Terror is no longer hypothetical, so we do what writers and readers have always done when things get scary and we suspect they might get a whole lot worse: we plunge ourselves into dystopian worst-case scenarios, seeing how the human spirit might flower and thrive in the midst of newly imagined futures that are worse than anything Stu Redmond or Nick Andros faced. They, after all, had Mother Abigail.


Author Suzanne Johnson’s new urban fantasy series, scheduled to begin with the release of Royal Street in April 2012 by Tor Books, is set in New Orleans during and after Hurricane Katrina—her own dystopian world. Find Suzanne on Twitter.

29 comments
Victoria Logue
1. Victoria Logue
AMEN!

I loved that book and it has certainly had its impact on what I write now. Not surprising that I am nearly finished with the first book in a dystopian fiction trilogy.
Victoria Logue
2. That Neil Guy
Still have read very little Stephen King, just The Shining, which I read in 1987 and it didn't make much of an impression, and Under the Dome, which I read and loved a few months ago. Have long considered reading The Stand, and my question now is, original version or the expanded version?
Suzanne Johnson
3. SuzanneJohnson
@That Neil Guy: I'd read the expanded version since it's the one King originally wrote. The original was cut not for editorial purposes, but because it was so darn big that it would cost the publisher too much to produce. They finally released the one he originally turned in after he'd proven he was worth the investment--LOL.
Emmet O'Brien
4. EmmetAOBrien
ThatNeilGuy@2: I would strongly recommend the original; the expanded version does not that I can recall have any additional substance to it, it's just sort of looser and less-focused throughout.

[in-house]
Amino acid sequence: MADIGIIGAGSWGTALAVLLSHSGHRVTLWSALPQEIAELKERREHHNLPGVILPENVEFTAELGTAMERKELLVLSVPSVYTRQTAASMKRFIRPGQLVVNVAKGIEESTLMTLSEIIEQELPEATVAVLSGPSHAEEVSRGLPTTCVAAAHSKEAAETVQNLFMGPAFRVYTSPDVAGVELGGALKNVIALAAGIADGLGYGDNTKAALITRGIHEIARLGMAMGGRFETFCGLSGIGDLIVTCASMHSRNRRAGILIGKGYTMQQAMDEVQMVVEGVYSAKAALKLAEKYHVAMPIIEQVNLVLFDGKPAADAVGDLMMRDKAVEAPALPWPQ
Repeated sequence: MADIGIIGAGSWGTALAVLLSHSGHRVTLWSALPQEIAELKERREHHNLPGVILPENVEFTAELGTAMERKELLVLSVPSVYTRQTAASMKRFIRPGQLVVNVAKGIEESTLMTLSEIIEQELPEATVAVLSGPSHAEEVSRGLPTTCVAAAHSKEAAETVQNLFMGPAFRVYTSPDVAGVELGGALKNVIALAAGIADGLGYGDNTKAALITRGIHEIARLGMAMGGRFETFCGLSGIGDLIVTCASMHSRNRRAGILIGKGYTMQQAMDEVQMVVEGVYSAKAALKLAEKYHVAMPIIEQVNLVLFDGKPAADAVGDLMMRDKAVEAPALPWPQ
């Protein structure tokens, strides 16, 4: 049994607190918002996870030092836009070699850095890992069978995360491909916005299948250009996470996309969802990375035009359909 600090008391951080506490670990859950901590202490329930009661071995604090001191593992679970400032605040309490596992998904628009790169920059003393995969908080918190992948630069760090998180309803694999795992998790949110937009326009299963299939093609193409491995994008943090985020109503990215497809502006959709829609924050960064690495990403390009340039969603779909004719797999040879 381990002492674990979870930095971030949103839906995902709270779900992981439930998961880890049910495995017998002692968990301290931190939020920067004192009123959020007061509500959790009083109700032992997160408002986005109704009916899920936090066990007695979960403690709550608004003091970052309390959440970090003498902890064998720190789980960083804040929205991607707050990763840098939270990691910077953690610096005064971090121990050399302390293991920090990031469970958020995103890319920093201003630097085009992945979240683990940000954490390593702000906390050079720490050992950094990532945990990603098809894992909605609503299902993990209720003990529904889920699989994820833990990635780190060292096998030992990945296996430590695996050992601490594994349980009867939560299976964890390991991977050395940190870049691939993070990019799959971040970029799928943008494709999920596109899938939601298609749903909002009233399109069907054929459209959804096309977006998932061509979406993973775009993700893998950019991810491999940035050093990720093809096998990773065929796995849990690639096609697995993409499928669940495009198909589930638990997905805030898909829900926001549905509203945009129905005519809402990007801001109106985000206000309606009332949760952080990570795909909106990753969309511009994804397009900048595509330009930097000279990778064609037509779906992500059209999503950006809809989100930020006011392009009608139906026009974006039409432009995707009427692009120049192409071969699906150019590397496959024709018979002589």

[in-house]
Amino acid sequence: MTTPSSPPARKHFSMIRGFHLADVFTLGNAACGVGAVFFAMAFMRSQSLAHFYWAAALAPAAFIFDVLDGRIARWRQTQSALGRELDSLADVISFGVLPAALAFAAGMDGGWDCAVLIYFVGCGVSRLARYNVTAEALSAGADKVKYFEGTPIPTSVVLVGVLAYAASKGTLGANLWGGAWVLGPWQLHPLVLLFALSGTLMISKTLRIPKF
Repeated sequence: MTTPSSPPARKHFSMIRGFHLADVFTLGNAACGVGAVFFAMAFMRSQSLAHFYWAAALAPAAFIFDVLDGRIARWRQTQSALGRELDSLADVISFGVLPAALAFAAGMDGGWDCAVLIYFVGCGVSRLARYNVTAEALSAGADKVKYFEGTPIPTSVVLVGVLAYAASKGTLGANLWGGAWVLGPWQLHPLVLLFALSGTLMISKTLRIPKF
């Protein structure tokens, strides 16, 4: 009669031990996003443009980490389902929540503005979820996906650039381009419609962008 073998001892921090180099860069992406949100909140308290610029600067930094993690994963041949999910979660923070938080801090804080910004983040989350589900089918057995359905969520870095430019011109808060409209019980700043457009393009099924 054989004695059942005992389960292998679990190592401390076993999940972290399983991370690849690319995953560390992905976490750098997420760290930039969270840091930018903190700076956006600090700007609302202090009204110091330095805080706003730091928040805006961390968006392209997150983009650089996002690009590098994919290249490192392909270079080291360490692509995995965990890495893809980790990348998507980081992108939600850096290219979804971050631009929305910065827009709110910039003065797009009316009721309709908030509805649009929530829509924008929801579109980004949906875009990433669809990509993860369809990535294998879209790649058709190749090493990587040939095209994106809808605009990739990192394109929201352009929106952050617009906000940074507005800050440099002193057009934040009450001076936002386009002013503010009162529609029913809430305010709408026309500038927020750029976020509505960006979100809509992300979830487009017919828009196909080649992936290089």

Suzanne: your point about the generational context in which it came out in the US makes sense, and is not a thing I had seen; I grew up in Ireland and the shapes of ugliness and innocence around for my childhood and adolescence were in many respects very different.
Victoria Logue
5. SunnyReads
Go for the expanded version - you won't regret it!
Victoria Logue
6. Smaug's Li'l Brother Puff
And one of the greatest book covers of all time. Seeing it takes me right back to the moment my mom pulled it out of the Doubleday Book Club box. Love it.
Victoria Logue
7. Leeswammes (Judith)
I'm afraid I have to disagree. I love The Stand, it's an absolutely brilliant piece of dystopian fiction, but for me it's The Crysalids (link to my review) by John Wyndham (1955) that is at the beginning of the modern YA dystopia era.

Why? Because more than The Stand, this is like modern YA novels, such as The Knife of Never Letting Go and Feed. I think it's often overlooked, but so worth reading.

But since it's been often overlooked, it may not have had an impact on modern day writers, like The Stand has had. In that respect, The Stand is the better choice.
Suzanne Johnson
8. SuzanneJohnson
@Leeswammes--I haven't read The Crysalids, but your review is great. Makes me want to go out and find it!
Paige Vest
9. paigevest
Now I want to read this again! I wish Audible.com had it in audio!
Trevor Vallender
10. tsv
Much as I loved The Stand (and I did love it), I still feel unbelievably let down by the ending. It felt to me King wanted to end it but didn't know how, and it sticks in my mind as one of the most disappointing anticlimaxes I've read.

Regardless, it's a fantastic book.
Marcus W
11. toryx
The Stand is one of my favorite all time novels but I don't really think of it as a dystopian novel. It's an apocalyptic one and they're not automatically interchangeable.

That Neil Guy @ 2:

That's a surprisingly difficult question. I read the original, edited version first and loved it. When the expanded version was released I got that and loved it as well, but with a few qualifiers.

In the unedited version, King updated the book so it'd fit in the 90's rather than the late 70's/ early 80's. I actually preferred the story in the original timeline. They're largely cosmetic changes but the world was already quite different from what it had been on first publication and I don't think the timeline updates were quite as well polished.

On the other hand, a few of the cut pieces are really very good and as a whole, the book feels more complete to me.

Anyway, the real question is how you feel about really long, solid tomes. The unedited version is much bigger and if you're intimidated by such things you might want to try the original instead.